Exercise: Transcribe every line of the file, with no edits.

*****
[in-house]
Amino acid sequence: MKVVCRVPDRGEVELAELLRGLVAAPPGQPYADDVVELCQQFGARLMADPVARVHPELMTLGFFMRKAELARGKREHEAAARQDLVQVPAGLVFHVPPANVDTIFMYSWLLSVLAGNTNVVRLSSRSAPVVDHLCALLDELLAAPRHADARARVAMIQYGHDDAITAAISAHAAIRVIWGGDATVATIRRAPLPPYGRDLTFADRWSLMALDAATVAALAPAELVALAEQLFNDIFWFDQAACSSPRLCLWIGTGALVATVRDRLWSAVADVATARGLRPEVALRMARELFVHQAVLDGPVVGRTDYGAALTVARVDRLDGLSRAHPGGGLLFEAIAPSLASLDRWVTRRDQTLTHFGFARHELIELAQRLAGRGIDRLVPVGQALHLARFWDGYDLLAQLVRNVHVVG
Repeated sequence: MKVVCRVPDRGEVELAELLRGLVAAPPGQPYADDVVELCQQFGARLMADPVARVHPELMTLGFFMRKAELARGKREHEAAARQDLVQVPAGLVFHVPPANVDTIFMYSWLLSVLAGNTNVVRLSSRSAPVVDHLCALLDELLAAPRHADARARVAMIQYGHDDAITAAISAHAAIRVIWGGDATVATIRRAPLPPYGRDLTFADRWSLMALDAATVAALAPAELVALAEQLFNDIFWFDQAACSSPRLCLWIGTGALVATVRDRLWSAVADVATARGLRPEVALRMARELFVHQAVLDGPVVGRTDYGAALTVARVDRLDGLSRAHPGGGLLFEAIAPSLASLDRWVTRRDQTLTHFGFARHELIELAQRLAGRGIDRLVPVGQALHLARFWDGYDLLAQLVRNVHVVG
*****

[in-house]
Amino acid sequence: MKVVCRVPDRGEVELAELLRGLVAAPPGQPYADDVVELCQQFGARLMADPVARVHPELMTLGFFMRKAELARGKREHEAAARQDLVQVPAGLVFHVPPANVDTIFMYSWLLSVLAGNTNVVRLSSRSAPVVDHLCALLDELLAAPRHADARARVAMIQYGHDDAITAAISAHAAIRVIWGGDATVATIRRAPLPPYGRDLTFADRWSLMALDAATVAALAPAELVALAEQLFNDIFWFDQAACSSPRLCLWIGTGALVATVRDRLWSAVADVATARGLRPEVALRMARELFVHQAVLDGPVVGRTDYGAALTVARVDRLDGLSRAHPGGGLLFEAIAPSLASLDRWVTRRDQTLTHFGFARHELIELAQRLAGRGIDRLVPVGQALHLARFWDGYDLLAQLVRNVHVVG
Repeated sequence: MKVVCRVPDRGEVELAELLRGLVAAPPGQPYADDVVELCQQFGARLMADPVARVHPELMTLGFFMRKAELARGKREHEAAARQDLVQVPAGLVFHVPPANVDTIFMYSWLLSVLAGNTNVVRLSSRSAPVVDHLCALLDELLAAPRHADARARVAMIQYGHDDAITAAISAHAAIRVIWGGDATVATIRRAPLPPYGRDLTFADRWSLMALDAATVAALAPAELVALAEQLFNDIFWFDQAACSSPRLCLWIGTGALVATVRDRLWSAVADVATARGLRPEVALRMARELFVHQAVLDGPVVGRTDYGAALTVARVDRLDGLSRAHPGGGLLFEAIAPSLASLDRWVTRRDQTLTHFGFARHELIELAQRLAGRGIDRLVPVGQALHLARFWDGYDLLAQLVRNVHVVG